A few days before assuming the role of President of the Colorado Community College System (CCCS), Joe Garcia gave the keynote address for the Native American-Serving Nontribal College Summit, on July 26 at the Westin Denver Downtown Hotel. President Garcia’s presentation, titled “Championing Equity: A Colorado Perspective,” encouraged college and university administrators to challenge long-held methods that are unintentionally creating barriers for underprivileged populations.
“Higher education is funded in a strange way,” Garcia stated. “It’s as if we say we are going to build the best hospital we can and fill it with the best doctors, and then we’re only going to send the healthiest people there. All those other hospitals that are poorly equipped and maybe lacking professional resources—that’s where we’re going to send our neediest and sickest patients.”
He added: “We would not do that in any other environment, but we do that in higher education. But that doesn’t mean we can’t be successful.”
That success, according to Garcia, can be found in student-focused cooperation throughout higher education: “By sharing ideas and collaborating, we can raise awareness and provide support to each other, because we understand that we are in the same place. We face the same challenges,” he said. “If you improve outcomes for your students, you’re not just helping one student, that student’s family, or that student’s community. You’re really helping our entire state and our country.”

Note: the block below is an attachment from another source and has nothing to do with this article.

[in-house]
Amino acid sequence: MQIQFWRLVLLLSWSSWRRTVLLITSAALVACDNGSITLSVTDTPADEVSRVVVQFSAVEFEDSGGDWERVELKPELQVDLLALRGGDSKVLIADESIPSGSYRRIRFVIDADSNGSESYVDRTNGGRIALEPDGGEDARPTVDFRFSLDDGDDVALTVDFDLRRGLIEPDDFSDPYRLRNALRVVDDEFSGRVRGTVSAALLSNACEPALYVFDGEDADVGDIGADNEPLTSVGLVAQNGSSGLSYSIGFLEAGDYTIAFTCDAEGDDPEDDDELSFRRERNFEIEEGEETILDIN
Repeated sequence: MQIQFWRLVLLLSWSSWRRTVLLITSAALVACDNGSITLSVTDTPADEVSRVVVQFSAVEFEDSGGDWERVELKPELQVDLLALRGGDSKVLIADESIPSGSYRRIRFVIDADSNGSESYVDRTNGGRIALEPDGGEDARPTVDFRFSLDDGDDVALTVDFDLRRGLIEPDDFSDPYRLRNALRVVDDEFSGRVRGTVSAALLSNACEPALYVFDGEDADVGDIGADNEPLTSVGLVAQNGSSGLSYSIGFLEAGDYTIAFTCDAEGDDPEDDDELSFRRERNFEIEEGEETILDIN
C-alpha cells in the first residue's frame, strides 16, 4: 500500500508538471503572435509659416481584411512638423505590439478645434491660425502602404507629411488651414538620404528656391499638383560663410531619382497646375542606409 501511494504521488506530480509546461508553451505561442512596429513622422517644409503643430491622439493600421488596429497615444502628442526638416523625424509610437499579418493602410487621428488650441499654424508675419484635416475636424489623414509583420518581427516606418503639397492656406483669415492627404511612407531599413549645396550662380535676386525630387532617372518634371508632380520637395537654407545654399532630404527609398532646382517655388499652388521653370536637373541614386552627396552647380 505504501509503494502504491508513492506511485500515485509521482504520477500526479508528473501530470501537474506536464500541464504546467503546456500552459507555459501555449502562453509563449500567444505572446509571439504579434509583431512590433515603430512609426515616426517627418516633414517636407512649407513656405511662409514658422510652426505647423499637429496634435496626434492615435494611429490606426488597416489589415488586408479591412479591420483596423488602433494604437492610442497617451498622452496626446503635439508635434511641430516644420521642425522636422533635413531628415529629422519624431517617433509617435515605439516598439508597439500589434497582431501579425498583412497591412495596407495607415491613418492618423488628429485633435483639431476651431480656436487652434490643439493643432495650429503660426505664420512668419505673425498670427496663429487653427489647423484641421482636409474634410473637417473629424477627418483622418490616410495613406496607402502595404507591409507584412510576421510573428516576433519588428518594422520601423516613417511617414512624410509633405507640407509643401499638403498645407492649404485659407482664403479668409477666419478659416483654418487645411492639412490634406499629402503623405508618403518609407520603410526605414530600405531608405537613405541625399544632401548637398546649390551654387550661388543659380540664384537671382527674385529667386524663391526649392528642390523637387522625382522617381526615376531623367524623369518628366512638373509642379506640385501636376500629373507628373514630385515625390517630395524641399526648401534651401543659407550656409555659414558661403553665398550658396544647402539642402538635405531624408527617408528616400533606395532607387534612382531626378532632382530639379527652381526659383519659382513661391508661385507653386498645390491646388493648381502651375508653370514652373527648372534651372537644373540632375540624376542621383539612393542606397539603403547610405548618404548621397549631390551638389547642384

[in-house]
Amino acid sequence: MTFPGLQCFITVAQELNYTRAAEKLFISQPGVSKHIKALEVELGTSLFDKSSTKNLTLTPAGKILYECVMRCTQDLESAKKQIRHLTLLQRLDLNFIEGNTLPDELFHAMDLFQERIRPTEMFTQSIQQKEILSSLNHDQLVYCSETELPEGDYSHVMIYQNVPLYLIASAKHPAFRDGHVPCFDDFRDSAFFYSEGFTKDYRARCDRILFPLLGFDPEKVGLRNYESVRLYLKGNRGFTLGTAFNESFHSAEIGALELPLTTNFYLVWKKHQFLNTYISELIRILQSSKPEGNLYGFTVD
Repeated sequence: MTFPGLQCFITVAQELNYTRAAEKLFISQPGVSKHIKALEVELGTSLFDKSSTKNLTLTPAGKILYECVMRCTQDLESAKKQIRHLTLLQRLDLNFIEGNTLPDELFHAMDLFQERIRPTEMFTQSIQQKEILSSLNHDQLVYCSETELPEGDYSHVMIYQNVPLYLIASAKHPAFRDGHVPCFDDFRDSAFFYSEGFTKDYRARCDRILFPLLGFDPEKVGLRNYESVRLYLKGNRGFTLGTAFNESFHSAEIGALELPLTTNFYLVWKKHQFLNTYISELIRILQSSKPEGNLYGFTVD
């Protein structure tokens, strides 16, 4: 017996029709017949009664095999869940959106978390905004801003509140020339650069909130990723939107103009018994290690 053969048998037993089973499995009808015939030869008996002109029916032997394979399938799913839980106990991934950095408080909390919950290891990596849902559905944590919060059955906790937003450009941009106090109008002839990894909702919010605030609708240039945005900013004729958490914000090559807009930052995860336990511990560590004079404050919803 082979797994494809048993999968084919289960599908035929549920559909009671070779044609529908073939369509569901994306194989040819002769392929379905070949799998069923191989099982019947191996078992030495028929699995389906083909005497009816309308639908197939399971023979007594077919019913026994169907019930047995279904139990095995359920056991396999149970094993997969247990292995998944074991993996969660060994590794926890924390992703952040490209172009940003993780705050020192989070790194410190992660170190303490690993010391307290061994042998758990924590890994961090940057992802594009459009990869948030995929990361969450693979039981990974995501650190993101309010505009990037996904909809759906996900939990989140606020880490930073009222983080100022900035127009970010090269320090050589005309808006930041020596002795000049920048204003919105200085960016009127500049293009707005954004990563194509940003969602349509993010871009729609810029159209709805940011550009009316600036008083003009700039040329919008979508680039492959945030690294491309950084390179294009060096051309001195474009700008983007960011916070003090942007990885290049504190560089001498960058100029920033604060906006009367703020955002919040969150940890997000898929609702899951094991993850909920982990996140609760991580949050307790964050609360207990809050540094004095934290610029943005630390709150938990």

A key theme in President Garcia’s recent speaking engagements has been the importance of providing students with the tools necessary to complete education milestones. During his address, the “Equity Champion” encouraged administrators to evaluate their institutional approach to student success and retention: “Why do [some] higher education professionals take pride in washing people out of higher education? We have to change out of this selective mentality. If we are admitting you, we are saying that we believe that you will be successful at our institution.”
Garcia concluded the keynote by saying that the role of higher education must be in “training people not to just get a job, but also to contribute to our community and our nation. It’s not just about building a stronger economy; it’s about building a stronger democracy.”
Nearly 100 higher education leaders from 24 colleges and universities attended the Summit, which was the inaugural event in connection with a new partnership between the Western Interstate Commission for Higher Education (WICHE) and Lumina Foundation. In December, Lumina granted WICHE $990,000 to organize an alliance to help NSIs develop networks, speak with a strong and common voice on legislative and policy matters and tailor strategies to help their students succeed.
Garcia served as the President of WICHE for two years prior to joining CCCS.
President Garcia next spoke on a panel for the Denver Metro Chamber of Commerce’s State of the City event on August 2, alongside other esteemed education and business professionals, to address the future of workforce development in the region.